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Shutdown Exposes How Many Americans Live Paycheck to Paycheck

Financially speaking, most of us are sprinting to stand still.

People line up to get a free lunch at a pop-up eatery for furloughed government employees and their families, on January 16, 2019, in Washington, DC.

Today marks the two-year anniversary of Donald Trump’s inauguration, and we have learned some hard lessons in the interval. The ongoing, historically unprecedented shutdown of the federal government has exposed Trump as one of the worst deal-makers ever to stand up in two shoes.

It has further exposed the Republican Party’s bottomless disdain for marginalized people through its craven refusal to contain the man who has unleashed all this misery. It has exposed deep fissures in Trump’s once-unbreakable base as more and more of his supporters — battered by tariffs and now the shutdown — come to correctly believe they’ve been played for chumps.

The shutdown has exposed something else far more personal and uncomfortable, something most folks don’t like to talk about because it is too frightening to contemplate, something they can’t see an easy way to fix. It is this simple, terrible truth: A great many people in the US are one missed paycheck away from complete financial calamity.

This has proven true for many of the federal workers and contractors furloughed by the shutdown. The end of the month is less than two weeks away, and those furloughed workers will collectively owe more than $400 million in mortgage and rent payments, to say nothing of utility bills and child care expenses. Throw in food and gasoline, and the math becomes grim in a big hurry.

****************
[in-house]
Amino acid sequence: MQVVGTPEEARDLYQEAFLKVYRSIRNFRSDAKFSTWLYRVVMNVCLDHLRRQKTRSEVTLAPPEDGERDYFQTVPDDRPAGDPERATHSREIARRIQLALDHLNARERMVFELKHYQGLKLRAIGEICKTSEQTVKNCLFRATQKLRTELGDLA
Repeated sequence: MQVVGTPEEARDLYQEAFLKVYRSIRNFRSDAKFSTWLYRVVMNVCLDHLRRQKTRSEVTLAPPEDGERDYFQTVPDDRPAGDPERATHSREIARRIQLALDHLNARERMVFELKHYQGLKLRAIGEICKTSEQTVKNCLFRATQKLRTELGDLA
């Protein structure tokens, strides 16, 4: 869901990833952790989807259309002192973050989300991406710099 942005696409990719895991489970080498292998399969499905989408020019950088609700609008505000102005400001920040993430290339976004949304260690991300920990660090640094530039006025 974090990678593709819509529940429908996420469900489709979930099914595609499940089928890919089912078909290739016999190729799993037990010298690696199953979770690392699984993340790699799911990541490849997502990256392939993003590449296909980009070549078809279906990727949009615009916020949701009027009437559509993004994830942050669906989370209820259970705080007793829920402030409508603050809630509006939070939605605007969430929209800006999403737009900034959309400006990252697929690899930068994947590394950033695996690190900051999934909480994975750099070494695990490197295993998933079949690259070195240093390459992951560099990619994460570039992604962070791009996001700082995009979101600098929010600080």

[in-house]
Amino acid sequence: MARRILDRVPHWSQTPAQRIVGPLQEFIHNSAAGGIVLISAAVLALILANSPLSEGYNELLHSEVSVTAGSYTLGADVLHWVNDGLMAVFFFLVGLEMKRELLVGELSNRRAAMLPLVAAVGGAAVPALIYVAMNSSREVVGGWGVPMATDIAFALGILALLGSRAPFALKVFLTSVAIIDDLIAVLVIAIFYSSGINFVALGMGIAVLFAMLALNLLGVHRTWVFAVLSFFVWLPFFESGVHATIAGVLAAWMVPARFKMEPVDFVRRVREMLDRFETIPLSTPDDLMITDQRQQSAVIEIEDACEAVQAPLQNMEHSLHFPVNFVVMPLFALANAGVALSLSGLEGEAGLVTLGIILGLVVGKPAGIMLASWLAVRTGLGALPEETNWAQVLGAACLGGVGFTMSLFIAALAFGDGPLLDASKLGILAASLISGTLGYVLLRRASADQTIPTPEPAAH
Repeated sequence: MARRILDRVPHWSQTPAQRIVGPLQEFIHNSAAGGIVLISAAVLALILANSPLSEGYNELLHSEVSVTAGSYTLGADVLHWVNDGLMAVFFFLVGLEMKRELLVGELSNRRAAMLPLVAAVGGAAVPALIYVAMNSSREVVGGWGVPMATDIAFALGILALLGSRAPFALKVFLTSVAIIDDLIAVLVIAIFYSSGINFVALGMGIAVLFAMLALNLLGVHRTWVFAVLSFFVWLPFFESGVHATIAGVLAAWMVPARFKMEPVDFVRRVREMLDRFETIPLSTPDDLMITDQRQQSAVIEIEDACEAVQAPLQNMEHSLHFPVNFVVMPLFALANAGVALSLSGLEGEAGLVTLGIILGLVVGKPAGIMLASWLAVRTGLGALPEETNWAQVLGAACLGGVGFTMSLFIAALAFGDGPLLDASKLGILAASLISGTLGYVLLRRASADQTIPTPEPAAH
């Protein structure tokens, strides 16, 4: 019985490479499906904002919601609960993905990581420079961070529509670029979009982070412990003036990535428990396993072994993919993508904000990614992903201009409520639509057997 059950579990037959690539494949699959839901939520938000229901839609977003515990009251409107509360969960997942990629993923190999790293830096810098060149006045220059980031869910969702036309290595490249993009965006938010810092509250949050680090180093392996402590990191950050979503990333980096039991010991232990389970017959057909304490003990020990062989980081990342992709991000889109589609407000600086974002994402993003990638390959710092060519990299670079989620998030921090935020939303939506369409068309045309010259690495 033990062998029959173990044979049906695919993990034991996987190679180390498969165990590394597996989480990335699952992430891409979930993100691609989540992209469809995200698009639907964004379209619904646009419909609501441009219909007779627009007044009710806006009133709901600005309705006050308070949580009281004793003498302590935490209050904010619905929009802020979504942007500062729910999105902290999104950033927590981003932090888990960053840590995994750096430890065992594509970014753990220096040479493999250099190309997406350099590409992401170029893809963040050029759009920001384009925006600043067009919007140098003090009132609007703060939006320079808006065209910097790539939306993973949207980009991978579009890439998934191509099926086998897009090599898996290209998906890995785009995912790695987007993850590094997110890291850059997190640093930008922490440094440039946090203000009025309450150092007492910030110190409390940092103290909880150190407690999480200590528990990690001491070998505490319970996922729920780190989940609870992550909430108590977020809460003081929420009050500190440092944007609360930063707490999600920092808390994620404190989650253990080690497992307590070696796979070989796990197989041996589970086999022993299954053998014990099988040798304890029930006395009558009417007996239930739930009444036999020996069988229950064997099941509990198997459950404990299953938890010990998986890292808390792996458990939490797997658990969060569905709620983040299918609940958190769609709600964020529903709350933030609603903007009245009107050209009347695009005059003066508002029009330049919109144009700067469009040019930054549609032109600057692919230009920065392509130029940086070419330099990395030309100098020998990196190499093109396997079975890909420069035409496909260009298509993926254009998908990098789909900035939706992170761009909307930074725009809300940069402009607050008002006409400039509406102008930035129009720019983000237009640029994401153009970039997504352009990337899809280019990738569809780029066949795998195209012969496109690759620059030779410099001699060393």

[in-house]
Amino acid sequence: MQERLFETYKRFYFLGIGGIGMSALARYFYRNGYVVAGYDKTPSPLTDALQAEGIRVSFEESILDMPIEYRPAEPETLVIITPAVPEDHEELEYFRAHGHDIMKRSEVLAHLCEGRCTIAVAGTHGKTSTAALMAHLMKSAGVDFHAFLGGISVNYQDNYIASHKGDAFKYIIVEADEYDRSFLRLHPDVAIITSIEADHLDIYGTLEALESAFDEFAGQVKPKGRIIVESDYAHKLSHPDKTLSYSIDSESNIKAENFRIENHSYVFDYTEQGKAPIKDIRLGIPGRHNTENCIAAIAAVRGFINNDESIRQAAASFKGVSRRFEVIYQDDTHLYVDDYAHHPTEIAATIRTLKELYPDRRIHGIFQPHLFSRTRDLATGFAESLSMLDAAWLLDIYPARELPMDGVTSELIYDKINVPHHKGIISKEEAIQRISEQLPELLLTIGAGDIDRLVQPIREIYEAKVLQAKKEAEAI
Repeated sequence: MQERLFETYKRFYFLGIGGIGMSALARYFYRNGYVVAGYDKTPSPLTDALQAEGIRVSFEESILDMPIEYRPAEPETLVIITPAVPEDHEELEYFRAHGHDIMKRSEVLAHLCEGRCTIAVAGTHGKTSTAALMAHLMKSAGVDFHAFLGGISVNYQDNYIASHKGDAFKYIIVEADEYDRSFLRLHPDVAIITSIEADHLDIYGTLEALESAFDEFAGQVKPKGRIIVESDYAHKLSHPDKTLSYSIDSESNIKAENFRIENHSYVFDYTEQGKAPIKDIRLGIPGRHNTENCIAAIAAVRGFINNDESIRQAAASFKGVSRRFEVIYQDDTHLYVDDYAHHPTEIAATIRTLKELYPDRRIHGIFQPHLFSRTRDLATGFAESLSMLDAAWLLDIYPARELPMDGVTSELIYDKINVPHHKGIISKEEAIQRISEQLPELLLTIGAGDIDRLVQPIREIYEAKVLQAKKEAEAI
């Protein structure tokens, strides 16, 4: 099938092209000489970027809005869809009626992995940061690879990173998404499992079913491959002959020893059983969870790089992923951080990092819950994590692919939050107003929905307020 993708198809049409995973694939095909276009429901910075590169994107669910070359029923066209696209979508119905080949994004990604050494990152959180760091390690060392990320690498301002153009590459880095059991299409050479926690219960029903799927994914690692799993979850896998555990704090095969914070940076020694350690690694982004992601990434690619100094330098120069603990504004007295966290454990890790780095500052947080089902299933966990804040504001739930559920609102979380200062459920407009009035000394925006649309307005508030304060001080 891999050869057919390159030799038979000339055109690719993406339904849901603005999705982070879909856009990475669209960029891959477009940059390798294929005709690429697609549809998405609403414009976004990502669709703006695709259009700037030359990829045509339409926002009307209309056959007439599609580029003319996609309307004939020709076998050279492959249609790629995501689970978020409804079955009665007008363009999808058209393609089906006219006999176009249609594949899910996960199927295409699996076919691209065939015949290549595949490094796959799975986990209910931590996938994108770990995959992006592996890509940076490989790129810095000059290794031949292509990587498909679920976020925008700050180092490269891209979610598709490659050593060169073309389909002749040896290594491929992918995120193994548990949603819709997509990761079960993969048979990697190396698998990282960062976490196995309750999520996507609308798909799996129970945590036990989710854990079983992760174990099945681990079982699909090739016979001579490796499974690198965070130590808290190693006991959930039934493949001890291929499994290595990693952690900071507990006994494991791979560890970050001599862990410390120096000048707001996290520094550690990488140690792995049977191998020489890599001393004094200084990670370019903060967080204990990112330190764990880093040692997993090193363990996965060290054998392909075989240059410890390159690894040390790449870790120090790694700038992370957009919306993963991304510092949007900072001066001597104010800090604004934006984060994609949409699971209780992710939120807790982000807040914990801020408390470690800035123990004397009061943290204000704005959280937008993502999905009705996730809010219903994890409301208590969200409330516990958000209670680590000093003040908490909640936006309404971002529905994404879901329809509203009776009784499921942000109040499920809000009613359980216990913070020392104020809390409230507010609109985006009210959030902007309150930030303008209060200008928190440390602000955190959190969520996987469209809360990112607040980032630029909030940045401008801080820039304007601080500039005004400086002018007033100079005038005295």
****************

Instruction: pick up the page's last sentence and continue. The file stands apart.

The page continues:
This crisis is not limited to furloughed federal workers, however. According to a report by Forbes Magazine, a full 78 percent of all US workers are living paycheck to paycheck. One quarter of workers are financially unable to set aside any money for savings after each pay cycle. Three quarters of workers are in debt, and half of those believe they always will be. Most minimum wage workers are required to work multiple jobs to make ends meet.

“What do professors, real estate agents, farmers, business executives, computer programmers and store clerks have in common? They’re not immune to the harsh reality of living paycheck to paycheck,” reports Danielle Paquette for The Washington Post. “They’re millennials, Gen Xers and baby boomers. They work in big cities and rural towns. They’ve tried to save — but rent, child care, student loans and medical bills get in the way.”

The situation becomes more concerning when considering the average worker’s inability to financially cope with an injury, emergency or turn of bad luck. “Can you cover an unexpected $400 expense?” asks Anna Bahney of CNN. “Four in ten Americans can’t, according to a new report from the Federal Reserve Board. Those who don’t have the cash on hand say they’d have to cover it by borrowing or selling something.”